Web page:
Friday morning bore witness to a stunning solar eclipse, as our Moon traversed the face of our parent star, blocking its light in a beautiful example of the intricate orbits negotiated by the planets and moons that make up our solar system. For those able to secure a pair of protective glasses and be charmed enough to gaze through cloud-free skies, the sight was a spectacular one – a rare meeting of two celestial bodies that have accompanied each of us through every day and night of our lives.
Even when direct viewing was made impossible thanks to either a woefully short supply of glasses or a frankly spiteful weather system, hope was not lost. The event was streamed live online via the robotic observatory service Slooh, who carried a webcast of the event from Norweigan Svalbard – a little archipelago far enough North to lie in the zone of totality, and thus see the Moon fully eclipse the Sun.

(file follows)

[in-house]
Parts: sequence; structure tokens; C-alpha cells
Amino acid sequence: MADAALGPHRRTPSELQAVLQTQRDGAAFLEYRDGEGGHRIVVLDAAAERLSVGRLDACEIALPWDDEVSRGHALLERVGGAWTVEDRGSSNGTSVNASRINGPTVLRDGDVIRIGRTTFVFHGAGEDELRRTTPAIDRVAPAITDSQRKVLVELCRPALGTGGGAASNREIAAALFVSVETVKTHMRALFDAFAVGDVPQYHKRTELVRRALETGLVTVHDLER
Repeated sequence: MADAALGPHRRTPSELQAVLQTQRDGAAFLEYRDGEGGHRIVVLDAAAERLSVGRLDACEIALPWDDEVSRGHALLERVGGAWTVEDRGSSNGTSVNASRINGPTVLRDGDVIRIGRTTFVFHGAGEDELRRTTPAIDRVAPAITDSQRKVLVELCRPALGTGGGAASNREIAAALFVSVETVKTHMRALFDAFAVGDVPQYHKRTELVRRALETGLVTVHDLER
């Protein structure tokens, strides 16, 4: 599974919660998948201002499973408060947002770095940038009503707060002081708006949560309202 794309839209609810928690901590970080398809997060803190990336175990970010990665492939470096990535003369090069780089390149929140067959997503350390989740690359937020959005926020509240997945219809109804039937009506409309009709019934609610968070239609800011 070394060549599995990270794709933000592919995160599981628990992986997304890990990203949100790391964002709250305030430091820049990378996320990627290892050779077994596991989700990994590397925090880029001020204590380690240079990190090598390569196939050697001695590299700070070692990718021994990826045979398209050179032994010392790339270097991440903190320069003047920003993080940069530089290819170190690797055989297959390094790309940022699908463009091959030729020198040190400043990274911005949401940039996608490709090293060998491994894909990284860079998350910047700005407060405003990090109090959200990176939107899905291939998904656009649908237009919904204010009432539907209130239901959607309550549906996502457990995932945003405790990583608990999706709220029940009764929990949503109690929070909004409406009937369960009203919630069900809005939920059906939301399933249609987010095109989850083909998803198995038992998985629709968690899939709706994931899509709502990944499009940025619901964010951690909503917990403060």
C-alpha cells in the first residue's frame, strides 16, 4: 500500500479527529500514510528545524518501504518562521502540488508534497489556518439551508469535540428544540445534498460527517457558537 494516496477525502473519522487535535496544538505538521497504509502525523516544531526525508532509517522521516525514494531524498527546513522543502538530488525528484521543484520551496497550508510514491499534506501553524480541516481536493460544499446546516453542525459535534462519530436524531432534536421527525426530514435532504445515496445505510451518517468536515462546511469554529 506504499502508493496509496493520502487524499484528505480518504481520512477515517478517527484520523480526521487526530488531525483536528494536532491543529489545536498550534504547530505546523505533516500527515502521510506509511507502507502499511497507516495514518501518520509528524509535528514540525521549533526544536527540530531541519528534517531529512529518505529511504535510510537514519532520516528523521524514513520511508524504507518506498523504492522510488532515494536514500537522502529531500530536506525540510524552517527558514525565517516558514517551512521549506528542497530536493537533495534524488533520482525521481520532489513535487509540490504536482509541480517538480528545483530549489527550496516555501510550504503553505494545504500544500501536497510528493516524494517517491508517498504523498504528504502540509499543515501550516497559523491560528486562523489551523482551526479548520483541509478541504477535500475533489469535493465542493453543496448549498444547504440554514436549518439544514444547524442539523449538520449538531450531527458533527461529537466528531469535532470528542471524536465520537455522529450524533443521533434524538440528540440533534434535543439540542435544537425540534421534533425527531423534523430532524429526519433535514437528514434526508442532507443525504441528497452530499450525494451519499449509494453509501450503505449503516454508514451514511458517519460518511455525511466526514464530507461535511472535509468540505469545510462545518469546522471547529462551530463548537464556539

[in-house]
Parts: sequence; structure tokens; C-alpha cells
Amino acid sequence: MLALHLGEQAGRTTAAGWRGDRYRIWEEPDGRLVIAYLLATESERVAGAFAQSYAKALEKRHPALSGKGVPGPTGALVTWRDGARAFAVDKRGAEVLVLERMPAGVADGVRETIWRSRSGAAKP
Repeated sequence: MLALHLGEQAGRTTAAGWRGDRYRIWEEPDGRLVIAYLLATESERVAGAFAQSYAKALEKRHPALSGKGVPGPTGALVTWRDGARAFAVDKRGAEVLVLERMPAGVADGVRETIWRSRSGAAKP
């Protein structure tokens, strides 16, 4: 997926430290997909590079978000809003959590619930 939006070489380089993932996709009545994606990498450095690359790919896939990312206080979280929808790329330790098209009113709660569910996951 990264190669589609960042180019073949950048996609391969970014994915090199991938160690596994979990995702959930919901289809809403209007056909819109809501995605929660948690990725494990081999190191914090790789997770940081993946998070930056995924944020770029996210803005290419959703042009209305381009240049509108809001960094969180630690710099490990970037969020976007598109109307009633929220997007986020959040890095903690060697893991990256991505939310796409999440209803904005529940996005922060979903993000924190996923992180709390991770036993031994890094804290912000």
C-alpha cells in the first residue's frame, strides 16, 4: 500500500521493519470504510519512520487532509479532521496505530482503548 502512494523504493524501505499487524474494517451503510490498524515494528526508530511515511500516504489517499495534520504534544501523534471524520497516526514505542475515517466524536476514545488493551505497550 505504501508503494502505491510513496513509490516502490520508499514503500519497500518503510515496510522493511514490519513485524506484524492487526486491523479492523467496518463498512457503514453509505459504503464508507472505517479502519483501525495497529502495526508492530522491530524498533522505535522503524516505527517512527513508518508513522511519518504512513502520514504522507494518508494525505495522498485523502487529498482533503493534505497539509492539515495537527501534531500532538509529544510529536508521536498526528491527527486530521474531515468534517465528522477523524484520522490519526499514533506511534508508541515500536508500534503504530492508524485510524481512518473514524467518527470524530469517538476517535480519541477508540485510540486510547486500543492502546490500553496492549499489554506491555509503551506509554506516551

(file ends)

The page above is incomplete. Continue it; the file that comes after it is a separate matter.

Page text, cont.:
As the celestial ballet unfolded, ESA minisatellites Proba-2 and Proba-V documented the event from space, capturing images of the eclipse itself, and the resultant shadow cast onto the Earth's surface. This rare view from space was shared by astronauts aboard the ISS, who tweeted some of their favorite snaps of the occasion.
The next total solar eclipse is due to take place in March 2016, however the zone of totality will rarely touch the land, making it a challenging prospect for astronomy enthusiasts hoping to directly view the event. An easier time will be had of it in August 2017, when the zone of totality will run the length of the American mainland.
A replay of the Slooh webcast can be found online.
Want a cleaner, faster loading and ad free reading experience?
Try New Atlas Plus. Learn more